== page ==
A. The Chief Medical Examiner shall develop a model protocol for the development and implementation of local family violence fatality review teams (hereinafter teams) which shall include relevant procedures for conducting reviews of fatal family violence incidents. A “fatal family violence incident” means any fatality, whether homicide or suicide, occurring as a result of abuse between family members or intimate partners. The Chief Medical Examiner shall provide technical assistance to the local teams and serve as a clearinghouse for information. ¶
B. Subject to available funding, the Chief Medical Examiner shall provide ongoing surveillance of fatal family violence occurrences and promulgate an annual report based on accumulated data. ¶
C. Any county or city, or combination of counties, cities or counties and cities may establish a family violence fatality review team to examine fatal family violence incidents and to create a body of information to help prevent future family violence fatalities. The team shall have the authority to review the facts and circumstances of all fatal family violence incidents that occur within its designated geographic area. ¶
D. Membership in the team may include, but shall not be limited to: health care professionals, representatives from the local bar, attorneys for the Commonwealth, judges, law-enforcement officials, criminologists, the medical examiner, other experts in forensic medicine and pathology, family violence victim advocates, health department professionals, probation and parole professionals, adult and child protective services professionals, and representatives of family violence local coordinating councils. ¶
E. Each team shall establish local rules and procedures to govern the review process prior to the first fatal family violence incident review conducted. The review of a death shall be delayed until any criminal investigations or prosecutions connected with the death are completed. ¶
F. All information and records obtained or created regarding the review of a fatality shall be confidential and shall be excluded from the Virginia Freedom of Information Act (§ 2.2-3700 et seq.) pursuant to subdivision 9 of § 2.2-3705.5. All such information and records shall be used by the team only in the exercise of its proper purpose and function and shall not be disclosed. Such information or records shall not be subject to subpoena, subpoena duces tecum or discovery or be admissible in any criminal or civil proceeding. If available from other sources, however, such information and records shall not be immune from subpoena, subpoena duces tecum, discovery or introduction into evidence when obtained through such other sources solely because the information and records were presented to the team during a fatality review. No person who participated in the review nor any member of the team shall be required to make any statement as to what transpired during the review or what information was collected during the review. Upon the conclusion of the fatality review, all information and records concerning the victim and the family shall be returned to the originating agency or destroyed. However, the findings of the team may be disclosed or published in statistical or other form which shall not identify individuals. The portions of meetings in which individual cases are discussed by the team shall be closed pursuant to subdivision A 21 of § 2.2-3711. All team members, persons attending closed team meetings, and persons presenting information and records on specific fatalities to the team during closed meetings shall execute a sworn statement to honor the confidentiality of the information, records, discussions, and opinions disclosed during any closed meeting to review a specific death. Violations of this subsection shall be punishable as a Class 3 misdemeanor. ¶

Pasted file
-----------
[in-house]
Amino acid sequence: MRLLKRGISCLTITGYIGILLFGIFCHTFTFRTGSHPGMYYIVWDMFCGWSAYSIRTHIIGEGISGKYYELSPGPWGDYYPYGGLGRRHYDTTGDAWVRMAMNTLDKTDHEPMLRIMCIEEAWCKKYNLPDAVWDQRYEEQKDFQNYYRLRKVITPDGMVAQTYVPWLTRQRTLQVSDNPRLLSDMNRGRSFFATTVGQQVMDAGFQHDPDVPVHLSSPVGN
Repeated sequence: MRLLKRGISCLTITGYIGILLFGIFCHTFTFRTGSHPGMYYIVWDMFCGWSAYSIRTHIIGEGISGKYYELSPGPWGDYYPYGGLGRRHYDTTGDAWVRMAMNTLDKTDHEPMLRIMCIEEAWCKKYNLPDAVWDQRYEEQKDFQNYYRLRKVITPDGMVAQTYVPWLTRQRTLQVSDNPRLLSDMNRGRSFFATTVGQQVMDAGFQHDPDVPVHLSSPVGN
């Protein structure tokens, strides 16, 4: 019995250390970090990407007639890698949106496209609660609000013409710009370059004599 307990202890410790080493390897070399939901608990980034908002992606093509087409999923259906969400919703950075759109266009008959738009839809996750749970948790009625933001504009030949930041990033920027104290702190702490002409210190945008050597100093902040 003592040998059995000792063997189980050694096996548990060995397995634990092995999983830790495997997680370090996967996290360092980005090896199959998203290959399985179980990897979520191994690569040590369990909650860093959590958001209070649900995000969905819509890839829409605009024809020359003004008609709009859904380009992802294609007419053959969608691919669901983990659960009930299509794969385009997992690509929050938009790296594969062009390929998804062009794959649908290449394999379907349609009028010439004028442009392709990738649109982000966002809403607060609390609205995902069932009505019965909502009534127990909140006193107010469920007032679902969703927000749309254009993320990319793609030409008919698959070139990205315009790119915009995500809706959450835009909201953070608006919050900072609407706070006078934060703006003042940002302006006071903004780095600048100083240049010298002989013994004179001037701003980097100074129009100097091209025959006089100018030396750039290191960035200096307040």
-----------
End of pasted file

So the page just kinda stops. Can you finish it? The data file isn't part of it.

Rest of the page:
G. Members of teams, as well as their agents and employees, shall be immune from civil liability for any act or omission made in connection with participation in a family violence fatality review, unless such act or omission was the result of gross negligence or willful misconduct. Any organization, institution, or person furnishing information, data, testimony, reports or records to review teams as part of such review, shall be immune from civil liability for any act or omission in furnishing such information, unless such act or omission was the result of gross negligence or willful misconduct. ¶
This law was first created in 1999. The record of its establishment is cataloged in chapter Array of that year’s edition of “Acts of Assembly,” the annual state publication listing all changes made to the Code of Virginia in that year.